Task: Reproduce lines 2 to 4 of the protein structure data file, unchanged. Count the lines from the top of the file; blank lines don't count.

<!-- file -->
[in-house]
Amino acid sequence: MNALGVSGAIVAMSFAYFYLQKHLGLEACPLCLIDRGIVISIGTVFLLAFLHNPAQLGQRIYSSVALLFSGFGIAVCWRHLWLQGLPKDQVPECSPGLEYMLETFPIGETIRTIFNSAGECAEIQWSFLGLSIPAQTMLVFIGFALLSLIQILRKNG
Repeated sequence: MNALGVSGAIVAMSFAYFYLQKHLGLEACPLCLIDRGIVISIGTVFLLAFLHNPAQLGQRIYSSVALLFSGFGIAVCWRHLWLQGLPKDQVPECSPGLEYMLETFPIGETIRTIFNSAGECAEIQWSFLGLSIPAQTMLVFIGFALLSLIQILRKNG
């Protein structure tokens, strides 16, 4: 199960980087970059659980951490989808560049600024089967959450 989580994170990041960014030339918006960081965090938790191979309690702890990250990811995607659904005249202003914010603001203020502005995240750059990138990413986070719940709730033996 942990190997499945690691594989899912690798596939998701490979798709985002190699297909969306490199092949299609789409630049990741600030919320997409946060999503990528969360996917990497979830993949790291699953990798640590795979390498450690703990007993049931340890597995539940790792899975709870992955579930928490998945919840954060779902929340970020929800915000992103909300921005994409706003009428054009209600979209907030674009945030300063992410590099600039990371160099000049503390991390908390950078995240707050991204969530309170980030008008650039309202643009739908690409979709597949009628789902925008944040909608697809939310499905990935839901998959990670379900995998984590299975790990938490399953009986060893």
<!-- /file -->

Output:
Amino acid sequence: MNALGVSGAIVAMSFAYFYLQKHLGLEACPLCLIDRGIVISIGTVFLLAFLHNPAQLGQRIYSSVALLFSGFGIAVCWRHLWLQGLPKDQVPECSPGLEYMLETFPIGETIRTIFNSAGECAEIQWSFLGLSIPAQTMLVFIGFALLSLIQILRKNG
Repeated sequence: MNALGVSGAIVAMSFAYFYLQKHLGLEACPLCLIDRGIVISIGTVFLLAFLHNPAQLGQRIYSSVALLFSGFGIAVCWRHLWLQGLPKDQVPECSPGLEYMLETFPIGETIRTIFNSAGECAEIQWSFLGLSIPAQTMLVFIGFALLSLIQILRKNG
């Protein structure tokens, strides 16, 4: 199960980087970059659980951490989808560049600024089967959450 989580994170990041960014030339918006960081965090938790191979309690702890990250990811995607659904005249202003914010603001203020502005995240750059990138990413986070719940709730033996 942990190997499945690691594989899912690798596939998701490979798709985002190699297909969306490199092949299609789409630049990741600030919320997409946060999503990528969360996917990497979830993949790291699953990798640590795979390498450690703990007993049931340890597995539940790792899975709870992955579930928490998945919840954060779902929340970020929800915000992103909300921005994409706003009428054009209600979209907030674009945030300063992410590099600039990371160099000049503390991390908390950078995240707050991204969530309170980030008008650039309202643009739908690409979709597949009628789902925008944040909608697809939310499905990935839901998959990670379900995998984590299975790990938490399953009986060893």